You can get 84% from Cardcash or Giftcardzen, but only with physical gift cards. If you purchase the physical gift cards from Sears it won’t work to trigger the 5% quarterly bonus. For this reason, it won’t be so easy for most of us to take advantage of this deal.
A workaround route is to a buy $5 physical Sears gift card from a Sears store and then reload that card online at sears.com. This way, you end up with a physical card which can then be sold to Giftcardzen or Cardcash for 84%.
- Pay $15 for three separate $5 physical Sears gift card
- Pay $1485 for three separate reloads of $495 each
- $74.25 back from quarterly category
- $148.50 back from portal
- $222.75 back at years end
- Sell for $1260 to Giftcardzen or Cardcash
- Profit: $205.50
If gift cards isn’t your speed, you can try reselling merchandise purchased from Sears. Orensmoneysaver has a great idea for reselling an iPad from Sears. I haven’t researched this extensively (I’ll leave that for the reselling experts to chime in on), but the gist is that you can buy 3 iPads from Sears for around $1400 and resell them for a walk-home amount of $1230.
The beauty of reselling merchandise – something that we gift card sellers just can’t seem to get into our head – is that you can double dip with the Sears portal by purchasing the gift card intially through the portal and then buying the iPads through the portal. That’s awesome on its own and it’s doubly awesome since all the cash back will be doubled.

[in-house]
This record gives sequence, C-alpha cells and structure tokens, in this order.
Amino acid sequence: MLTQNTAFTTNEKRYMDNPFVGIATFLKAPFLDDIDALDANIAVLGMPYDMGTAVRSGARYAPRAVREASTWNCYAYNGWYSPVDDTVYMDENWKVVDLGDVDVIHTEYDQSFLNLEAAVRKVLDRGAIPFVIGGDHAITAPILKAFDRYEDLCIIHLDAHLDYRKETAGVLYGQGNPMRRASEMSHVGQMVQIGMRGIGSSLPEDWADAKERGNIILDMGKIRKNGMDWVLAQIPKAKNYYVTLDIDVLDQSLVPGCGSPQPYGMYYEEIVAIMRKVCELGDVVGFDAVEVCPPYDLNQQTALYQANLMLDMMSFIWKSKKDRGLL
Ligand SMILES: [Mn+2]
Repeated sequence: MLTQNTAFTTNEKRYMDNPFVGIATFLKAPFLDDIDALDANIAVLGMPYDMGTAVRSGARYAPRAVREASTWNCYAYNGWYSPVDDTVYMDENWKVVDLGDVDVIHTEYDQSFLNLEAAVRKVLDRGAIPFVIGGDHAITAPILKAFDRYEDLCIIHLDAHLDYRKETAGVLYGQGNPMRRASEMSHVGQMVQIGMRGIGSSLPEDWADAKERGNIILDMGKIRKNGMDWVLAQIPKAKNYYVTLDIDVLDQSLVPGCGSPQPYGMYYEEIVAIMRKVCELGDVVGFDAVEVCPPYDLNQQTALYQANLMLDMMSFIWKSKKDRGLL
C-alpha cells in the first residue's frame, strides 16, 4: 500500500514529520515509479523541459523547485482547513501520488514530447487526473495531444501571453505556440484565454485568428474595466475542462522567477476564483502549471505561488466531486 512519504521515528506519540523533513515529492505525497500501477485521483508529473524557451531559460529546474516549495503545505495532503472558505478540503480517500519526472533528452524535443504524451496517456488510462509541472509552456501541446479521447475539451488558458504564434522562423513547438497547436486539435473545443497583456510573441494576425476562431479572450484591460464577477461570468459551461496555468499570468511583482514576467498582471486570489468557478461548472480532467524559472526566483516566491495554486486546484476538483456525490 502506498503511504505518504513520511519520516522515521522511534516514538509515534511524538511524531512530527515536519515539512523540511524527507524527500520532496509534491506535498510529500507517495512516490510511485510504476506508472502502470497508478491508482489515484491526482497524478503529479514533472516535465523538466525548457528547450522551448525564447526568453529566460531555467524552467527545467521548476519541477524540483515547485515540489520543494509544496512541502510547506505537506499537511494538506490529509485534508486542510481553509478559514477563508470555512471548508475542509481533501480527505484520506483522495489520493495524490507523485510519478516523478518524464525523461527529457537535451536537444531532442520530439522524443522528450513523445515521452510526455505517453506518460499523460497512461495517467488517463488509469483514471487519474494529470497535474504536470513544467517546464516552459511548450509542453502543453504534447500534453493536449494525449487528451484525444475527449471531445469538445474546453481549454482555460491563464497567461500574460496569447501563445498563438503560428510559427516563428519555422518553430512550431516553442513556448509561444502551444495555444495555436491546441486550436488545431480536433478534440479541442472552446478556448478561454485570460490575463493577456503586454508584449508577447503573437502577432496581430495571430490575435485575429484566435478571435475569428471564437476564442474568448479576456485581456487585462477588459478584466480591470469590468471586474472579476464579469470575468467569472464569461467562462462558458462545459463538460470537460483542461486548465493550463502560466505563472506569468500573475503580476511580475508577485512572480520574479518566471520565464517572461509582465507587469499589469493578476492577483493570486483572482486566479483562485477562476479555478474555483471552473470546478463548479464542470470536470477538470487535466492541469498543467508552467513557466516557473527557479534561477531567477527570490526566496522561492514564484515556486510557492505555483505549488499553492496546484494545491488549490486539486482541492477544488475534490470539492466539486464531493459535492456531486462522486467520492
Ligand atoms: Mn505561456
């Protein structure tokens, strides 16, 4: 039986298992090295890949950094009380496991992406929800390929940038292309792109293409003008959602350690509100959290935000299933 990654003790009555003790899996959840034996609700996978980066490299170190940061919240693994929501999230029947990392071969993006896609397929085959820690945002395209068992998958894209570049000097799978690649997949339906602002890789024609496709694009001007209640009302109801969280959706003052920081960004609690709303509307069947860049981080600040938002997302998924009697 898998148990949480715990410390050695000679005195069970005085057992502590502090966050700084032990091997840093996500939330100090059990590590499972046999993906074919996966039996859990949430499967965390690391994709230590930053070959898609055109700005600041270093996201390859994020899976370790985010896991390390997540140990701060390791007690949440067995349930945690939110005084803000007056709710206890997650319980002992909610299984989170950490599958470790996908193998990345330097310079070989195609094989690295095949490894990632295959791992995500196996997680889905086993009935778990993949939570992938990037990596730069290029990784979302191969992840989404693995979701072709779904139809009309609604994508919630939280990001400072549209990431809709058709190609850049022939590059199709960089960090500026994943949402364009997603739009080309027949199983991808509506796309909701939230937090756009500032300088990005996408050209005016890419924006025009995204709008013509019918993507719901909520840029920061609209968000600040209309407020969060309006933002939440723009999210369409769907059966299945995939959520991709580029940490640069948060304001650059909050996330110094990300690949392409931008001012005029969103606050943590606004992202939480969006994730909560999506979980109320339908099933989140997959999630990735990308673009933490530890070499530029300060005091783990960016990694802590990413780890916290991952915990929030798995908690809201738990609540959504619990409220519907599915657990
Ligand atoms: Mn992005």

- Pay $1400 for the Sears e-gift cards
- Get $70 back for the quarterly category
- Get $140 back from the Discover portal
- Use the gift cards to buy the iPads
- Get $140 back from the portal a second time
- Get another $350 back from Discover at years end (brings us to a total of 50% cashback!)
- Get $1230 on the sale of the iPads
- Profit: $530
See orensmoneysaver for more details on this opportunity (and some more creative stuff along the way). Of course, there are probably lots of other reselling opportunities as well.
Important Note: Technically, we’re only supposed to get cashback from the Discover portal when paying with the Discover card. In the above scenario, only the initial gift card purchase was with a Discover card and the iPad purchase was not. There is a risk that Discover could claw back the cashback from the second go-round. Maybe it would be a good idea to pay the last few dollars of the iPad cost with your Discover card so that it looks a little better.
See the comments on this FrequentMiler post where a few mention getting the cashback clawed back. This may be a new trend; we’ll have to wait for more data points on that.
Risks of the reselling route:
- Discover clawback on the 10% (x2) for the iPad purchase. [If this happens, you’ll be out $280 and your profit is down to $250.]
- Merchandise returns on Amazon.
- A flood on iPads on Amazon causing the prices to lower.
- Probably other stuff I don’t know about since I don’t do much merchandise reselling.
Personally, I think I’ll be sticking with the gift card route since I’m more comfortable with gift card reselling and have bulk seller status with various exchanges which changes a lot. Those more comfortable with selling merchandise will likely prefer the increased profitability of the iPad deal.